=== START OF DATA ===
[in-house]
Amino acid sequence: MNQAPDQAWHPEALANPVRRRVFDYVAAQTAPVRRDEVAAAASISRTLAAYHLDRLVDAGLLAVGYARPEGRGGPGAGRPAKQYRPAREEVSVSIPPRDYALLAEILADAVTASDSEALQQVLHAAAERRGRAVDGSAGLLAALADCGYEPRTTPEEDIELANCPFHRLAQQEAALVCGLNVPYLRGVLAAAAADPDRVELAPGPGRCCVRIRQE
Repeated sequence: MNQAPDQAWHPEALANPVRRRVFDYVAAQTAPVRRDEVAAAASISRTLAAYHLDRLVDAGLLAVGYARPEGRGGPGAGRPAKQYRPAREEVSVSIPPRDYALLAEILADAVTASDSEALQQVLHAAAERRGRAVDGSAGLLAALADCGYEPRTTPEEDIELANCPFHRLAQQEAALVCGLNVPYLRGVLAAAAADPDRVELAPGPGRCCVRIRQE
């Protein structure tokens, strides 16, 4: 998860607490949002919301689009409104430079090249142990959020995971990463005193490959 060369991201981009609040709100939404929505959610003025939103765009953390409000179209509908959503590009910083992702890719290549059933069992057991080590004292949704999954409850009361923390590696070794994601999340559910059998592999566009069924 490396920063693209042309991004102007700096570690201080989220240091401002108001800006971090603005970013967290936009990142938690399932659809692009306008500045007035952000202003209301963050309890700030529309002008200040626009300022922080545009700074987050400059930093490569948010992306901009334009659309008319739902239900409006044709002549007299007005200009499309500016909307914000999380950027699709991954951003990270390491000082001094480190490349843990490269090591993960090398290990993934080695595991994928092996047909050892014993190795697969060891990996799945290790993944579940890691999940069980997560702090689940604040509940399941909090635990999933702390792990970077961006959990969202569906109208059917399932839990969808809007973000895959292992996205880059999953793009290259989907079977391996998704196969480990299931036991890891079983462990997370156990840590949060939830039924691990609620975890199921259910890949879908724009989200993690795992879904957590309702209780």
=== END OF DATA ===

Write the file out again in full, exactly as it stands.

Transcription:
[in-house]
Amino acid sequence: MNQAPDQAWHPEALANPVRRRVFDYVAAQTAPVRRDEVAAAASISRTLAAYHLDRLVDAGLLAVGYARPEGRGGPGAGRPAKQYRPAREEVSVSIPPRDYALLAEILADAVTASDSEALQQVLHAAAERRGRAVDGSAGLLAALADCGYEPRTTPEEDIELANCPFHRLAQQEAALVCGLNVPYLRGVLAAAAADPDRVELAPGPGRCCVRIRQE
Repeated sequence: MNQAPDQAWHPEALANPVRRRVFDYVAAQTAPVRRDEVAAAASISRTLAAYHLDRLVDAGLLAVGYARPEGRGGPGAGRPAKQYRPAREEVSVSIPPRDYALLAEILADAVTASDSEALQQVLHAAAERRGRAVDGSAGLLAALADCGYEPRTTPEEDIELANCPFHRLAQQEAALVCGLNVPYLRGVLAAAAADPDRVELAPGPGRCCVRIRQE
């Protein structure tokens, strides 16, 4: 998860607490949002919301689009409104430079090249142990959020995971990463005193490959 060369991201981009609040709100939404929505959610003025939103765009953390409000179209509908959503590009910083992702890719290549059933069992057991080590004292949704999954409850009361923390590696070794994601999340559910059998592999566009069924 490396920063693209042309991004102007700096570690201080989220240091401002108001800006971090603005970013967290936009990142938690399932659809692009306008500045007035952000202003209301963050309890700030529309002008200040626009300022922080545009700074987050400059930093490569948010992306901009334009659309008319739902239900409006044709002549007299007005200009499309500016909307914000999380950027699709991954951003990270390491000082001094480190490349843990490269090591993960090398290990993934080695595991994928092996047909050892014993190795697969060891990996799945290790993944579940890691999940069980997560702090689940604040509940399941909090635990999933702390792990970077961006959990969202569906109208059917399932839990969808809007973000895959292992996205880059999953793009290259989907079977391996998704196969480990299931036991890891079983462990997370156990840590949060939830039924691990609620975890199921259910890949879908724009989200993690795992879904957590309702209780």